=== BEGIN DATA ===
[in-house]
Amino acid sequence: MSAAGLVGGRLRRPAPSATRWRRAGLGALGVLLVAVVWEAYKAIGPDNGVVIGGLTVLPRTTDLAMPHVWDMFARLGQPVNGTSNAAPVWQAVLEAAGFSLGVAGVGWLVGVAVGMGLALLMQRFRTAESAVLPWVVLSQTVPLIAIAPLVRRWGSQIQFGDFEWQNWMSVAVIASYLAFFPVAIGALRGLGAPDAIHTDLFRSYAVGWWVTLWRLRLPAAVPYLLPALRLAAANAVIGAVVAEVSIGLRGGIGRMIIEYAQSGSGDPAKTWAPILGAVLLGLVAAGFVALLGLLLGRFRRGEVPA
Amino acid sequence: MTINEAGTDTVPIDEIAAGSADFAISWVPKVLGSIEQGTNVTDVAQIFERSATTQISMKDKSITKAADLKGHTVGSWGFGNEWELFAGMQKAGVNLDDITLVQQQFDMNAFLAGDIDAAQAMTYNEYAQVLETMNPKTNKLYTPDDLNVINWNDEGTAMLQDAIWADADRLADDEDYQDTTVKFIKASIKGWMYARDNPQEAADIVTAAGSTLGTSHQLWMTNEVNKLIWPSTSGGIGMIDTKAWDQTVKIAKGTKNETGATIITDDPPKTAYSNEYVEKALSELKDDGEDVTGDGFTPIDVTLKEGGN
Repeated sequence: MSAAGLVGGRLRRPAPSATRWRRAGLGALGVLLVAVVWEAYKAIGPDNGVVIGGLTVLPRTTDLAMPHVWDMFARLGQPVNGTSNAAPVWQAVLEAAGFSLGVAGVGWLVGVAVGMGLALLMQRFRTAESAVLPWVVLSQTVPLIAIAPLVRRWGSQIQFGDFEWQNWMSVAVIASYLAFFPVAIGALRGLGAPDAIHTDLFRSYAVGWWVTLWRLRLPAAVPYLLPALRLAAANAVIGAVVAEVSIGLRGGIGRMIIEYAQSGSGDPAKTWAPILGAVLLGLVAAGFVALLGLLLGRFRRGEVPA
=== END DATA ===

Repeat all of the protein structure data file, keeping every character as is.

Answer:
[in-house]
Amino acid sequence: MSAAGLVGGRLRRPAPSATRWRRAGLGALGVLLVAVVWEAYKAIGPDNGVVIGGLTVLPRTTDLAMPHVWDMFARLGQPVNGTSNAAPVWQAVLEAAGFSLGVAGVGWLVGVAVGMGLALLMQRFRTAESAVLPWVVLSQTVPLIAIAPLVRRWGSQIQFGDFEWQNWMSVAVIASYLAFFPVAIGALRGLGAPDAIHTDLFRSYAVGWWVTLWRLRLPAAVPYLLPALRLAAANAVIGAVVAEVSIGLRGGIGRMIIEYAQSGSGDPAKTWAPILGAVLLGLVAAGFVALLGLLLGRFRRGEVPA
Amino acid sequence: MTINEAGTDTVPIDEIAAGSADFAISWVPKVLGSIEQGTNVTDVAQIFERSATTQISMKDKSITKAADLKGHTVGSWGFGNEWELFAGMQKAGVNLDDITLVQQQFDMNAFLAGDIDAAQAMTYNEYAQVLETMNPKTNKLYTPDDLNVINWNDEGTAMLQDAIWADADRLADDEDYQDTTVKFIKASIKGWMYARDNPQEAADIVTAAGSTLGTSHQLWMTNEVNKLIWPSTSGGIGMIDTKAWDQTVKIAKGTKNETGATIITDDPPKTAYSNEYVEKALSELKDDGEDVTGDGFTPIDVTLKEGGN
Repeated sequence: MSAAGLVGGRLRRPAPSATRWRRAGLGALGVLLVAVVWEAYKAIGPDNGVVIGGLTVLPRTTDLAMPHVWDMFARLGQPVNGTSNAAPVWQAVLEAAGFSLGVAGVGWLVGVAVGMGLALLMQRFRTAESAVLPWVVLSQTVPLIAIAPLVRRWGSQIQFGDFEWQNWMSVAVIASYLAFFPVAIGALRGLGAPDAIHTDLFRSYAVGWWVTLWRLRLPAAVPYLLPALRLAAANAVIGAVVAEVSIGLRGGIGRMIIEYAQSGSGDPAKTWAPILGAVLLGLVAAGFVALLGLLLGRFRRGEVPA